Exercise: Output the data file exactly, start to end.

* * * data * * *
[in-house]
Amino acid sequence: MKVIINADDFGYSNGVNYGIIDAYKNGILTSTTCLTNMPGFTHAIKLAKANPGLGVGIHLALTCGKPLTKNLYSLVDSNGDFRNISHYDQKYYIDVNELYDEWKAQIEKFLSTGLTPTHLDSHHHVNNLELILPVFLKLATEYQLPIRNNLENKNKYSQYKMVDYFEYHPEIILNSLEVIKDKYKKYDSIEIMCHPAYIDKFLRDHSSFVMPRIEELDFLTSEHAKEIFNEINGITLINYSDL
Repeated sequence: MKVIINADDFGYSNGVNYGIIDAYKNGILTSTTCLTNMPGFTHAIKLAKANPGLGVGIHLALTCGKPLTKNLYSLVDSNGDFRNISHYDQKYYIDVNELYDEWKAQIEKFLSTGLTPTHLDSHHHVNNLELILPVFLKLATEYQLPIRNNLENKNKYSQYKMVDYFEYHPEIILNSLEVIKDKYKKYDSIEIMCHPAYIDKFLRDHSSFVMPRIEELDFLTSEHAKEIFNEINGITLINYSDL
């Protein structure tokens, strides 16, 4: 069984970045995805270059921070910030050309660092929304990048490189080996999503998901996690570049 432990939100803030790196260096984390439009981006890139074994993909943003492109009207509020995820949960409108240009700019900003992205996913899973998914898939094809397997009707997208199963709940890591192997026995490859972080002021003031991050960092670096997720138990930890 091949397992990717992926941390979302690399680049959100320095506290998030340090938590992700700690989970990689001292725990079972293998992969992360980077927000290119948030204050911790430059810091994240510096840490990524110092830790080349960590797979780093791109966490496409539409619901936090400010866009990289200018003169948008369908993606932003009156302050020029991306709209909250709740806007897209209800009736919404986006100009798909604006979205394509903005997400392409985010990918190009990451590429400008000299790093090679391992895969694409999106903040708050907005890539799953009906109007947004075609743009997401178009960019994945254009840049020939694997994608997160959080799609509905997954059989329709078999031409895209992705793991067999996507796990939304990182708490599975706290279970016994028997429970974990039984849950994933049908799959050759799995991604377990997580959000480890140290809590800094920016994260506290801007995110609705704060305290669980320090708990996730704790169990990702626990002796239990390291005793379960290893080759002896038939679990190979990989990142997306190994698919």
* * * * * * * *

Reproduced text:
[in-house]
Amino acid sequence: MKVIINADDFGYSNGVNYGIIDAYKNGILTSTTCLTNMPGFTHAIKLAKANPGLGVGIHLALTCGKPLTKNLYSLVDSNGDFRNISHYDQKYYIDVNELYDEWKAQIEKFLSTGLTPTHLDSHHHVNNLELILPVFLKLATEYQLPIRNNLENKNKYSQYKMVDYFEYHPEIILNSLEVIKDKYKKYDSIEIMCHPAYIDKFLRDHSSFVMPRIEELDFLTSEHAKEIFNEINGITLINYSDL
Repeated sequence: MKVIINADDFGYSNGVNYGIIDAYKNGILTSTTCLTNMPGFTHAIKLAKANPGLGVGIHLALTCGKPLTKNLYSLVDSNGDFRNISHYDQKYYIDVNELYDEWKAQIEKFLSTGLTPTHLDSHHHVNNLELILPVFLKLATEYQLPIRNNLENKNKYSQYKMVDYFEYHPEIILNSLEVIKDKYKKYDSIEIMCHPAYIDKFLRDHSSFVMPRIEELDFLTSEHAKEIFNEINGITLINYSDL
């Protein structure tokens, strides 16, 4: 069984970045995805270059921070910030050309660092929304990048490189080996999503998901996690570049 432990939100803030790196260096984390439009981006890139074994993909943003492109009207509020995820949960409108240009700019900003992205996913899973998914898939094809397997009707997208199963709940890591192997026995490859972080002021003031991050960092670096997720138990930890 091949397992990717992926941390979302690399680049959100320095506290998030340090938590992700700690989970990689001292725990079972293998992969992360980077927000290119948030204050911790430059810091994240510096840490990524110092830790080349960590797979780093791109966490496409539409619901936090400010866009990289200018003169948008369908993606932003009156302050020029991306709209909250709740806007897209209800009736919404986006100009798909604006979205394509903005997400392409985010990918190009990451590429400008000299790093090679391992895969694409999106903040708050907005890539799953009906109007947004075609743009997401178009960019994945254009840049020939694997994608997160959080799609509905997954059989329709078999031409895209992705793991067999996507796990939304990182708490599975706290279970016994028997429970974990039984849950994933049908799959050759799995991604377990997580959000480890140290809590800094920016994260506290801007995110609705704060305290669980320090708990996730704790169990990702626990002796239990390291005793379960290893080759002896038939679990190979990989990142997306190994698919």